To make the fluted and modeled plates shown in Fig. 67, first lap the edge, then beat down the depression, and anneal as described before. Then get a piece of hard wood about 8" long, 2" wide, and 1" thick, and on the end file a flute the same shape as you wish to reproduce on the plate border, and with the end of the neck hammer that fits the flute best, beat the plate border into the wooden model; then polish and finish.
Fig. 65. Planishing' the side of the plate.
Fig. 66. Serving- tray.
Fig. 67. Fluted and modeled plates.
Fig. 68. Rectangular trays.
The rectangular trays, Figs. 68, 69, 70, and 71, are made in a little different manner from the round trays, the method being as follows: Cut out a piece of metal about 1/2" larger than the finished tray is to be; on the edge of the block of wood beat down the depression with the neck hammer; then cut the tray to the desired outline and lap over the edge; planish and finish. The reason for this difference in method between the round and rectangular trays is that the sides draw in on any square or rectangular piece of work in the same way as shown in the drawing of the lantern-top in Chapter XII (Construction, Raising, Planishing).0.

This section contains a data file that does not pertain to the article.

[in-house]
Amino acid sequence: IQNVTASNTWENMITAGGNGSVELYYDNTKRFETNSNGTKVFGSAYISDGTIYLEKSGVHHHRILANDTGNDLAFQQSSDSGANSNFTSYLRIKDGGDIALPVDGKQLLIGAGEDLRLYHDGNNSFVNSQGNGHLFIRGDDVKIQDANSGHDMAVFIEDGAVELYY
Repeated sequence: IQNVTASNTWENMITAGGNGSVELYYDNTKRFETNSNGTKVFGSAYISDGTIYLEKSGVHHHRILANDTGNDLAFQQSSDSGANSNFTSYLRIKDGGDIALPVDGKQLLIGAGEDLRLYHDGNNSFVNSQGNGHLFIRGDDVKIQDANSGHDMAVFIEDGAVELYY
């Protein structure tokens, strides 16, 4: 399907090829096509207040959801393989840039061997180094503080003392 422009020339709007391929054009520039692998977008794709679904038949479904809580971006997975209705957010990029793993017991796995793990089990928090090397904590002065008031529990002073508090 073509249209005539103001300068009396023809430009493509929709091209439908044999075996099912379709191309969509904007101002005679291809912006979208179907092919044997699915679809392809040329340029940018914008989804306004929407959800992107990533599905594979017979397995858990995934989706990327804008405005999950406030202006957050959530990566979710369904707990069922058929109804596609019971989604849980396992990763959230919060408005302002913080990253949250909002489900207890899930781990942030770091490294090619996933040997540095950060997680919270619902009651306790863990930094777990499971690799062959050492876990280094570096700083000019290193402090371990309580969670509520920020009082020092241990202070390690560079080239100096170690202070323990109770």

The problems described in this and the preceding chapter call for painstaking care and attention to details, and as it is not possible to make a good lantern or plate without some previous experience, the easiest and best way is to start at the beginning of the series and make at least one of each of the problems described. In that way the student will become familiar with the tools and processes. He should remember that it is always better to have one good piece of work than many poor pieces.
Fig. 71 Rectangular desk trays.
Fig. 72 Serving tray with wire handles.
"See Fig. 48, p. 97.